Inside Higher Ed: Try, Try Again

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Cal Straumsheim has an interesting article over at Inside higher Ed about Keith Devlin and his Introduction to Mathematical Thinking MOOC (offered through Coursera).  The MOOC is entering its 4th offering and Devlin talks about tweaks that have been made to boost student engagement.  These changes have increased student persistence through the first couple of weeks.

This is interesting in that it shows–as with all educational endeavors–that course offerings need to be reflected back on and adjustments made.  It does not require watering down the content to make a course more successful.  Critics also have to realize the completion rates for courses that are open for all to try are going to be lower that restricted access courses.  People are interested in trying things out.  But life does happen and some find that what they thought was interesting is not that engaging beyond a certain point.  We do not all need to be experts in all fields.  What is wrong with someone enrolling and taking away what they want to take away, even if it is short of completing the course.  Worry about complete of those who are taking it for credit and have to complete to finish a program.

The full post is here.

Rick W. Burkett runs the John A. Logan College Teaching and Learning Center, teaches history, and heads an educational nonprofit. He publishes blogs on a wide variety of topics, including history, teaching and learning, student success, and teaching online.
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Sloan-C: Managing the MOOC Momentum

Sloan-C published a post by Robert Lytle of The Parthenon Group which provides 4 “Strategic Considerations” regarding MOOCs.  Those considerations are:

  1. MOOCs As Alternative Credit
  2. MOOCs In and Out of the Classroom
  3. MOOCs as a Threat to Institutional Financial Stability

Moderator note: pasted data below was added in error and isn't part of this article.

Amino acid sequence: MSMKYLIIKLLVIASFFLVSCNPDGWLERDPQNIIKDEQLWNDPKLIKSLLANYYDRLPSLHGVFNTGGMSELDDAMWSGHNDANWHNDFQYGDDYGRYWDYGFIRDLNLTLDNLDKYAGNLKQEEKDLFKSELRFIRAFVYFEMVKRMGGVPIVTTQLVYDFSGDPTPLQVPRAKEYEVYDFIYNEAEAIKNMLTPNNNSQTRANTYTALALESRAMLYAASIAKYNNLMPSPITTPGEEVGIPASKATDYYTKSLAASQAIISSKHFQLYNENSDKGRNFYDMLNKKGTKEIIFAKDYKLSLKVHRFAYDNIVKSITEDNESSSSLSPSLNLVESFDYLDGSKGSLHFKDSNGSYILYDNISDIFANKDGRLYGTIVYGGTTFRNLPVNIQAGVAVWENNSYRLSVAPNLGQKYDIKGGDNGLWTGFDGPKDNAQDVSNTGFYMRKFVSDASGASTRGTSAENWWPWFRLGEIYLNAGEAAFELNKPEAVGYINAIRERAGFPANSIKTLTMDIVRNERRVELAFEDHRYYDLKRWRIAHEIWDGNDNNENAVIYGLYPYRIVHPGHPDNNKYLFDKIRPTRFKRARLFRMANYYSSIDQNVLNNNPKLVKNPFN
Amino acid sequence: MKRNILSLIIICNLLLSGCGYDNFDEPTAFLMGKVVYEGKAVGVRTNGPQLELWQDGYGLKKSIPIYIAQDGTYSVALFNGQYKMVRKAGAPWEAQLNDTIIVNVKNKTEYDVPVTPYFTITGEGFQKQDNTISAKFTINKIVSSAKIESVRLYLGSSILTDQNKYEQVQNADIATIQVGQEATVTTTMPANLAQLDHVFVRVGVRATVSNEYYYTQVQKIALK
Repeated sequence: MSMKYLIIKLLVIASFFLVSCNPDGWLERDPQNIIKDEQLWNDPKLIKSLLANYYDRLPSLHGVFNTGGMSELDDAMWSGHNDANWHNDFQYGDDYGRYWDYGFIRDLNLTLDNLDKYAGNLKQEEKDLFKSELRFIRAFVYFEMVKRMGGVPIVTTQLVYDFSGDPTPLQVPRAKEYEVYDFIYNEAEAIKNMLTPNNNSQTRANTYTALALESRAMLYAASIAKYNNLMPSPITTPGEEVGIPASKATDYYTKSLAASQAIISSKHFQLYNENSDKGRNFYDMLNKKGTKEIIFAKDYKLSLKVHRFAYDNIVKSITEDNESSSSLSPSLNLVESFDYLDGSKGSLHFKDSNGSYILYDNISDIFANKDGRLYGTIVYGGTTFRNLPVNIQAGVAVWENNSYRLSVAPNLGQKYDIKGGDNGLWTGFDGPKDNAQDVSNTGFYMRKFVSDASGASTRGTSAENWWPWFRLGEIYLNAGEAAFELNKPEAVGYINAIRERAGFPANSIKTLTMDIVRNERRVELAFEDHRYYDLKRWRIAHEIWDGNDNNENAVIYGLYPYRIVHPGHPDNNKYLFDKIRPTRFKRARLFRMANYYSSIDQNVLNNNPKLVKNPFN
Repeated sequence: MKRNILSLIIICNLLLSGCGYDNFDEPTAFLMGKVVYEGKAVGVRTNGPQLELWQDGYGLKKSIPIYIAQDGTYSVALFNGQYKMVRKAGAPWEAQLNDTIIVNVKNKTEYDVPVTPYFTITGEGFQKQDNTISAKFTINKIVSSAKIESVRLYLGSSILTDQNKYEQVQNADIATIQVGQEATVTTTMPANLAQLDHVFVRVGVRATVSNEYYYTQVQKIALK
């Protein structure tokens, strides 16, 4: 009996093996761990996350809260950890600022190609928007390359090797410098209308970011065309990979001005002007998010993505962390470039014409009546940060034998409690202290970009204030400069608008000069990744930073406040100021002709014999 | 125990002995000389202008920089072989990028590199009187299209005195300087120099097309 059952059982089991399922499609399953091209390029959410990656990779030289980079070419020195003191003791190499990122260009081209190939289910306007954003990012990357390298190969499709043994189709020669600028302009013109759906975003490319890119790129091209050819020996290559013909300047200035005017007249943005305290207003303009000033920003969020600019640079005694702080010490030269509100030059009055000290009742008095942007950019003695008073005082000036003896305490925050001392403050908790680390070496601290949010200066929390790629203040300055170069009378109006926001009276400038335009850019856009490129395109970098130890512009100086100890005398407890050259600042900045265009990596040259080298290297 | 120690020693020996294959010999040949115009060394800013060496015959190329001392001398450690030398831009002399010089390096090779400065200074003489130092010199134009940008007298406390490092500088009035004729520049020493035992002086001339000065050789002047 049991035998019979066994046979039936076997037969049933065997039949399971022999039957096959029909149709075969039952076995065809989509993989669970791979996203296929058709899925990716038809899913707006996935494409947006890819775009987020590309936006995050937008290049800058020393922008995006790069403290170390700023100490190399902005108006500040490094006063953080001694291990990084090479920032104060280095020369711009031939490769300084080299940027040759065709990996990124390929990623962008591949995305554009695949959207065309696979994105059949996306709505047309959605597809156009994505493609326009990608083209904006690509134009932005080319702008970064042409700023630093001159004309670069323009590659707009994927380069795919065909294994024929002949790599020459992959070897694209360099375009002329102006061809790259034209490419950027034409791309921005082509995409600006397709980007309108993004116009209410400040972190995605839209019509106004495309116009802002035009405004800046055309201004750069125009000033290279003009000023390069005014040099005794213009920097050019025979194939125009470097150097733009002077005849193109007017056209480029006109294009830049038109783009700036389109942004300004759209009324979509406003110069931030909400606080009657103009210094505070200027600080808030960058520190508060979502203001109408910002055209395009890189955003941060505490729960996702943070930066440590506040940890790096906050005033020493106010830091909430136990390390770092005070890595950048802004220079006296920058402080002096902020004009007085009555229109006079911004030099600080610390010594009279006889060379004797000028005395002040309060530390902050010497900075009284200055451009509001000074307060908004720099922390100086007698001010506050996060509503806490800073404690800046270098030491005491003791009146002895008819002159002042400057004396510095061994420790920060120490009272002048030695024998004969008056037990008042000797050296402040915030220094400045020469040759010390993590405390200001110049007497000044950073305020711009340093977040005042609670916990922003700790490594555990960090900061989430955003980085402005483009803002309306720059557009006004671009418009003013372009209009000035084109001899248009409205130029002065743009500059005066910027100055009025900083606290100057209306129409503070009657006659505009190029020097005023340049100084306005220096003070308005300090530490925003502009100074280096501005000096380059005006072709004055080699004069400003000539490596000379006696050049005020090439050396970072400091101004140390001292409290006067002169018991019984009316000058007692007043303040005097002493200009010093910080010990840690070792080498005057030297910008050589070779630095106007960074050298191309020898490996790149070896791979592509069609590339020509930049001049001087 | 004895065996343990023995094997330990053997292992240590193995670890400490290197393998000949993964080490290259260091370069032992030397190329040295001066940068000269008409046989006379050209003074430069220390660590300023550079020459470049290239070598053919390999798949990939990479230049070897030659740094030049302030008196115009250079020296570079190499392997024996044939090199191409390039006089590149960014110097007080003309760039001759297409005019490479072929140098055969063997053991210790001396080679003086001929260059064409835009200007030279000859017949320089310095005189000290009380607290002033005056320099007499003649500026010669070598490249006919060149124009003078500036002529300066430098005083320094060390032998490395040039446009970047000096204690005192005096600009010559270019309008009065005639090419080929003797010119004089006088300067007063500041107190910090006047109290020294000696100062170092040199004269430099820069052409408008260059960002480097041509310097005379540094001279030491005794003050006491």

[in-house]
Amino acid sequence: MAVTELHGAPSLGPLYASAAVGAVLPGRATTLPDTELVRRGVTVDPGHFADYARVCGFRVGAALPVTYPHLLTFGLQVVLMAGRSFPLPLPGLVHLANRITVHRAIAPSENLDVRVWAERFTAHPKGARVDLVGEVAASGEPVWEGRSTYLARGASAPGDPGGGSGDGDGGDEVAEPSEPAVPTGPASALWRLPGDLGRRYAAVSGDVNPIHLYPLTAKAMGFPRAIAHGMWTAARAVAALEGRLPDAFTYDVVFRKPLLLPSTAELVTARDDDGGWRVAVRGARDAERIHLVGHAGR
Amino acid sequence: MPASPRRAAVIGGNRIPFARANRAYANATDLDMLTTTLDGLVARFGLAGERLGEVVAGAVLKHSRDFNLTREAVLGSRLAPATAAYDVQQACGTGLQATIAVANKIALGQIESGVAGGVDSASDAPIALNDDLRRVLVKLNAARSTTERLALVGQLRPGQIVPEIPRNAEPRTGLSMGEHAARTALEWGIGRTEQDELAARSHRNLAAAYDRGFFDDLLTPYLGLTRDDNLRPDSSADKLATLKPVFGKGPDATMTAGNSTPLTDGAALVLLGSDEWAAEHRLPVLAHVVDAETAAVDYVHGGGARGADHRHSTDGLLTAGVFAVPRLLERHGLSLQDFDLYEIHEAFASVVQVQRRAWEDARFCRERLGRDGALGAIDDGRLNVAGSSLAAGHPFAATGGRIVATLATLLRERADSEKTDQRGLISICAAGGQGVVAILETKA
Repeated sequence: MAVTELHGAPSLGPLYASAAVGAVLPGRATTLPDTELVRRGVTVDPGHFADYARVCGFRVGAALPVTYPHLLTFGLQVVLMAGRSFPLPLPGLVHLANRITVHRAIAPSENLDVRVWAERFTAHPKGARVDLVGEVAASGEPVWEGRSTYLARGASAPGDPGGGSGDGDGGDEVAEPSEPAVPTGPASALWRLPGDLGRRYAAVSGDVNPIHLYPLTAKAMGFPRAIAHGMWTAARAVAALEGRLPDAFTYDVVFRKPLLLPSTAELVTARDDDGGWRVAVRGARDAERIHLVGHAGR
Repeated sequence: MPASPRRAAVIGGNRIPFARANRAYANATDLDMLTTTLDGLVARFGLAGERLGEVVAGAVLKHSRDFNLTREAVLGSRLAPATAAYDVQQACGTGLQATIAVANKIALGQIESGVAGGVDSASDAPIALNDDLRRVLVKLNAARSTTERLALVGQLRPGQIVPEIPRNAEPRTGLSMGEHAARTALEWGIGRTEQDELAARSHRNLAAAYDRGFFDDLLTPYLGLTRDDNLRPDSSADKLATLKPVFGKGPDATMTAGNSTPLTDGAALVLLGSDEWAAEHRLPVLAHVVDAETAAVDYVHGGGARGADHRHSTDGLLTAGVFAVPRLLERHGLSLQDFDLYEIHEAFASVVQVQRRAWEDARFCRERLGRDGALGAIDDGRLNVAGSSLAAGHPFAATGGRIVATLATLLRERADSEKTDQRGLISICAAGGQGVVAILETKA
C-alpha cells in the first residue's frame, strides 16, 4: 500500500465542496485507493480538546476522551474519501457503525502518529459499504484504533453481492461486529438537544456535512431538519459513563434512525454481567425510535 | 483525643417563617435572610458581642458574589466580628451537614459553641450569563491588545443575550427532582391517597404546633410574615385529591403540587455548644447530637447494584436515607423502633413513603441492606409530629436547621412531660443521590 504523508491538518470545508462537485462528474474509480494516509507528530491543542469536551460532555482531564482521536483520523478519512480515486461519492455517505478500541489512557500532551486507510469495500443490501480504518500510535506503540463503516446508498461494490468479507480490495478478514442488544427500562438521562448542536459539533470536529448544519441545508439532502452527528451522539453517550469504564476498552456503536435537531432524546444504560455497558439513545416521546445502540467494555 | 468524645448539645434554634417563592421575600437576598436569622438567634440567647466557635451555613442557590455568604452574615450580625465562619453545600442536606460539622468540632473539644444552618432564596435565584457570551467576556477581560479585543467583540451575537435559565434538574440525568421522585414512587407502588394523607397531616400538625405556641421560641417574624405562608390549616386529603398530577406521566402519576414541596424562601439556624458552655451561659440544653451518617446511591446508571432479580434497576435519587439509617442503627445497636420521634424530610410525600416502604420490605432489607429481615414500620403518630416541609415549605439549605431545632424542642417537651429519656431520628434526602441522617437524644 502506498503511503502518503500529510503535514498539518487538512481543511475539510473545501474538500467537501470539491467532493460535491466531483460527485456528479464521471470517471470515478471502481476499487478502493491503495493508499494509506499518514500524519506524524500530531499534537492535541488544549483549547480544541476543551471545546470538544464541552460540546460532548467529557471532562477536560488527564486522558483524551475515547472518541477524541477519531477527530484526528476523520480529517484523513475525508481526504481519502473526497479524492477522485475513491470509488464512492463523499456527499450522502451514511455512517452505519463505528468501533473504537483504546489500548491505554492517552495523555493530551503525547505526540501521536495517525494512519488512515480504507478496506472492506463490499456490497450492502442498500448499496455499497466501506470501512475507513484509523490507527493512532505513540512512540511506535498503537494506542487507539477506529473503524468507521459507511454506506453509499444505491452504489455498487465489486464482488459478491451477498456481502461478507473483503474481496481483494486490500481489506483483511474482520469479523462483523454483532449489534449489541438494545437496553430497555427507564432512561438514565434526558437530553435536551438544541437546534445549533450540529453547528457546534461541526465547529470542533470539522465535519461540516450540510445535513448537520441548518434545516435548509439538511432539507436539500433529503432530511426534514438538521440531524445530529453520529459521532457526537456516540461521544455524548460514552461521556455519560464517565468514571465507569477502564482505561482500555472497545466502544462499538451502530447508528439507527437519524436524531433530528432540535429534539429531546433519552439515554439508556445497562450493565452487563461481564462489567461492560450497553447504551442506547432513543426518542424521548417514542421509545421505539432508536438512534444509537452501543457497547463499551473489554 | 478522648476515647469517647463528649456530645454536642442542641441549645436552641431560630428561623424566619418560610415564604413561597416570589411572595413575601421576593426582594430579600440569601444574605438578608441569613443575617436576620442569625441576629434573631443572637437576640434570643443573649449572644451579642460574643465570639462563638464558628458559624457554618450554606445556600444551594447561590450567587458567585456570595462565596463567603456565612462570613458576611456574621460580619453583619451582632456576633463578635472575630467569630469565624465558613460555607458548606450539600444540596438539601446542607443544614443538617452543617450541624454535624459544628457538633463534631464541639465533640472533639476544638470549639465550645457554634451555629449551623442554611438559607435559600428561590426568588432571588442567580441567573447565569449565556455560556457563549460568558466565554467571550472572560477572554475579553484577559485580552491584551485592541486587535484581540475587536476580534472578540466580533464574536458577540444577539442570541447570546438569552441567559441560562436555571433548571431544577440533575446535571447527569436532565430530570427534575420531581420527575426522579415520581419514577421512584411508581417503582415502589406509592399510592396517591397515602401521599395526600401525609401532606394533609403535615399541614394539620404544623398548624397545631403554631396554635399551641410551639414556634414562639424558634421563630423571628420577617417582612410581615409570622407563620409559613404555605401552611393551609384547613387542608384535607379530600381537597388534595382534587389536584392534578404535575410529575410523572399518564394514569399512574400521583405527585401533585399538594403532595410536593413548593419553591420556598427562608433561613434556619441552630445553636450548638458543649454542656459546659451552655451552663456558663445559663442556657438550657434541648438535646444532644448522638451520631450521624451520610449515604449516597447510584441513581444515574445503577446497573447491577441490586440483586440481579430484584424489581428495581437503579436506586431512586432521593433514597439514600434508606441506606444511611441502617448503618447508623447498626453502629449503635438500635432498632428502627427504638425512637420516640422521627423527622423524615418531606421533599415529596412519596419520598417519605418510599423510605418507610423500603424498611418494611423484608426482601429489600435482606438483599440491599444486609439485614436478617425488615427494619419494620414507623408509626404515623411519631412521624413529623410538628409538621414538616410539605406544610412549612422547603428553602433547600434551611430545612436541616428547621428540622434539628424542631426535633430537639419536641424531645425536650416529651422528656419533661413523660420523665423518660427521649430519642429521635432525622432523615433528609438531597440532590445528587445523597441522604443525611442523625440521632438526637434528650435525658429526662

4. MOOCs as  a Marketing Force Multiplier.

The following infographic illustrates those considerations:

The full post is available here.

 

Rick W. Burkett runs the John A. Logan College Teaching and Learning Center, teaches history, and heads an educational nonprofit. He publishes blogs on a wide variety of topics, including history, teaching and learning, student success, and teaching online.
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Chronicle: Harvard U. Will Offer Exclusive MOOCs to Alumni

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Harvard is to start offering exclusive access to its grads to seven of its MOOCs.

Full post here.

Rick W. Burkett runs the John A. Logan College Teaching and Learning Center, teaches history, and heads an educational nonprofit. He publishes blogs on a wide variety of topics, including history, teaching and learning, student success, and teaching online.
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Chronicle: What if You Blended Adaptive Learning With MOOCs?

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The Chronicle of Higher Education takes a look of two of the most cited “game-changing” technologies: MOOCs and Adaptive Learning software.  In a recent letter to Obama from the President’s Council of Advisors on Science and Technology it was suggested MOOCs could reduce higher ed costs and improve access.  If so, adaptive learning software could play a role.  One of those quoted in the article is Michael Feldstein of MindWires, and formerly a member of Cengage Learning’s team to build tools to personalizing the company’s digital content that supported their textbooks.  Feldstein sees a “natural marriage” between MOOCs and adaptive software.  He believes it could fill a role in compensating for the absence of hand-holding in MOOCs.

Full story here.

Rick W. Burkett runs the John A. Logan College Teaching and Learning Center, teaches history, and heads an educational nonprofit. He publishes blogs on a wide variety of topics, including history, teaching and learning, student success, and teaching online.
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